clues at the scene

clues at the scene

Wednesday, September 14, 2016

One Giant Step

The image at left hosted on wikicommons is by Skytouch who allows its use here for merely the attribution. Giant's Causeway, County Antrim, Northern Ireland (U.K.).

I've had an itch just like all of you. It's more than my constant summer's bout of poison ivy.

I've a series of stories I couldn't quite piece together into a cognitive whole. They've formed parts of a couple of abortive novels but whose plot and revelation lags and fails to knit as a whole.

I've solved that problem this week.

Now, this problem -- challenge? -- has been languishing inside me for almost thirty-six months.

It's been a most troubling aspect of these stories in that I have great joy in them but their integration into something more has failed so desperately. They were more than short-stories to stand alone but less than a novel whose strings could be pulled by a reader into any sort of whole cloth.

I've solved the puzzle of the broken pieces. What's more, I have tens of thousands of words invested in different drafts of the pieces and so making productive use of this effort is extremely gratifying.

I have these little stories with characters like a sheriff wearing snakeskin boots made of rattlesnakes sans rattles left in his mailbox, alive. I have a boy who learns early to play the game beyond the game and kill with words. I have a priest whose conviction is compelled by the association with a demon who drove his father to suicide.

I have unfaithful partners, untrustworthy guardians, duplicitous motives for both, and a confidence in my characters that tomorrow may not be better than today.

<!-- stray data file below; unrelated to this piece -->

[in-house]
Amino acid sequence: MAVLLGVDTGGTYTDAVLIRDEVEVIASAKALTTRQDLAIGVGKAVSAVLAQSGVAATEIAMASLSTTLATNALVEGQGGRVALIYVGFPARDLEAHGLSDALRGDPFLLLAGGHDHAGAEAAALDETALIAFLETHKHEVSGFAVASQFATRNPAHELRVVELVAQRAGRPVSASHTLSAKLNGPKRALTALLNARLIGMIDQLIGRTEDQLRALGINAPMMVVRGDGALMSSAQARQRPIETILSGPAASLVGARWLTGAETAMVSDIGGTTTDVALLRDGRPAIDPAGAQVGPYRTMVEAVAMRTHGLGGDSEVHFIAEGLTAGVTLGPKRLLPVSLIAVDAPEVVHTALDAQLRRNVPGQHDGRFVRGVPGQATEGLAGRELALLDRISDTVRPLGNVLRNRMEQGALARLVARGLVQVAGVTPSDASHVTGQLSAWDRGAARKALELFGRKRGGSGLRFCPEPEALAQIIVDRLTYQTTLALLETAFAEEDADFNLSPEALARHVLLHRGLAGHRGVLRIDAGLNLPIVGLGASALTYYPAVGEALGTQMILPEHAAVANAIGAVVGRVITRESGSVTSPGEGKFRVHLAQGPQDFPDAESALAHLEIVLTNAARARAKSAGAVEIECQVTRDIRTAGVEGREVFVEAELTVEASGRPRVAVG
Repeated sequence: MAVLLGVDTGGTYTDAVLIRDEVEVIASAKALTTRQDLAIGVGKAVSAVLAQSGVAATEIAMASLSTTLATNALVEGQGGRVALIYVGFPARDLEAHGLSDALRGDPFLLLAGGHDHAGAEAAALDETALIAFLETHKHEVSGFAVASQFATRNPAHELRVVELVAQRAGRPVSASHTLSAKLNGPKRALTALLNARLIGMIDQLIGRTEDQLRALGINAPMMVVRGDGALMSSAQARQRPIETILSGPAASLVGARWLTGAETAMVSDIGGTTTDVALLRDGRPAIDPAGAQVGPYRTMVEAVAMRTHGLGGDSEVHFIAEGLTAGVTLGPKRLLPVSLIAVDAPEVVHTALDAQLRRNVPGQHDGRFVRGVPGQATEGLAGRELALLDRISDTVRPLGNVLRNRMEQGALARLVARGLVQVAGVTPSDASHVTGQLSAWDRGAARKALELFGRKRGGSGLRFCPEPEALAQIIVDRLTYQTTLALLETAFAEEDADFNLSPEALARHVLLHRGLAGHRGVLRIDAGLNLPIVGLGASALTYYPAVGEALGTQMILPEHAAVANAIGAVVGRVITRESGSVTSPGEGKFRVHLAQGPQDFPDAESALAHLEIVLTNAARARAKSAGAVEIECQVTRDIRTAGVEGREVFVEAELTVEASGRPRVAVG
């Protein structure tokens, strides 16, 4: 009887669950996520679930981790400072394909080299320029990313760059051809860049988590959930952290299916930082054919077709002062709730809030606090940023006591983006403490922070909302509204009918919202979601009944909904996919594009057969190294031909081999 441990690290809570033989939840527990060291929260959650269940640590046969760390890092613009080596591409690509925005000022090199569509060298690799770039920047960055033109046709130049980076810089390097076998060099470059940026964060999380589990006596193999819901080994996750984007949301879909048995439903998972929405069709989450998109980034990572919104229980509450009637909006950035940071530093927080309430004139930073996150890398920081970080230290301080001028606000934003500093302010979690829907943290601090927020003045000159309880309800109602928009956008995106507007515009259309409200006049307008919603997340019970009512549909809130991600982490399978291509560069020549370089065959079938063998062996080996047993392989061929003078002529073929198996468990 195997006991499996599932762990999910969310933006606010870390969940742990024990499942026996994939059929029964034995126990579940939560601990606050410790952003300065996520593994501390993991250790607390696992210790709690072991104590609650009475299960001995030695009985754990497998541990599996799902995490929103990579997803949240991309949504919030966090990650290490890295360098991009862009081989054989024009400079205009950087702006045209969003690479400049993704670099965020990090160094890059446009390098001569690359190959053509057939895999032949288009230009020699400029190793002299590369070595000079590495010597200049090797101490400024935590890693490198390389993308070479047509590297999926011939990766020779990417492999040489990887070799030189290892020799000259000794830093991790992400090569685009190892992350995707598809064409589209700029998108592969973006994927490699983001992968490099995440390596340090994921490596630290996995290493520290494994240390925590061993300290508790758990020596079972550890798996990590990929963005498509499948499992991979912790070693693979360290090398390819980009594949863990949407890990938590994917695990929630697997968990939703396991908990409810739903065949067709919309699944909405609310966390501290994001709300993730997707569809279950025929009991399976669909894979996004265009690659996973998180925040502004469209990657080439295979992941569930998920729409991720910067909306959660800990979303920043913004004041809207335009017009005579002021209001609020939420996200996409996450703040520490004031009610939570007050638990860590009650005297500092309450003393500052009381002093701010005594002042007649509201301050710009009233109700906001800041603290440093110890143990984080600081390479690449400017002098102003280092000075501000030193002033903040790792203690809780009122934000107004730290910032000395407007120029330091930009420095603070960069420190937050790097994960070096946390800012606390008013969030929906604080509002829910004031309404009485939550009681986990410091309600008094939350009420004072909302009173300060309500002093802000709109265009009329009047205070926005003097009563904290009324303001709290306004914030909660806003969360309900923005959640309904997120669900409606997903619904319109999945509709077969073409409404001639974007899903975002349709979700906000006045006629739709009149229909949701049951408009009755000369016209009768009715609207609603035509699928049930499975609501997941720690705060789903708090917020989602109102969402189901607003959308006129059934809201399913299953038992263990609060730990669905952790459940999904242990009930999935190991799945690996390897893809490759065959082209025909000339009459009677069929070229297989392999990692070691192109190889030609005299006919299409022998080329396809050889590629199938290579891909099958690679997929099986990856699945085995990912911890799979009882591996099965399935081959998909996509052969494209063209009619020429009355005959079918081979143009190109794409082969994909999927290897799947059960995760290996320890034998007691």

I carry a little soul in each abortive story so far and the prospect of resolving them into a work that might be read by somebody - anybody. Well.

You know that joy in a project when you pass from "this is all rubbish no one will ever want to read" to "unworthy as it is, it remains my best work right now." It's an odd sort of transition.

There's always doubt. That in itself is worth the ink.

Spill some on the page soon. You never know when giants will again walk the Earth and scare away all your literary devices.

Wednesday, August 31, 2016

I Found My Book

Image at left of Shakespeare & Co. as photographed by Christine Zenino of Chicago, IL from 2011.

She hosts the image on wikicommons and allows us to use it here for the attribution. Thanks, Christine! (And thanks to Shakespeare & Co. who in no manner condone or endorse this post, blog, or any materials displayed or referenced herein. They might however endorse some of the Shakespeare quotes if they're asked nicely, I'd guess.)

I found a book tonight I'd misfiled in my library and so thought it gone forever.

It's a simple thing finding a book that one believed had gotten away. Some of my books travel and I'd guess some of yours might as well.

I'm not a good book loaner because I've sometimes been a poor book borrower. I have a volume -- Bogmail by Patrick McGinley -- that I borrowed years ago and have to this day as a precious reminder of a very good friend.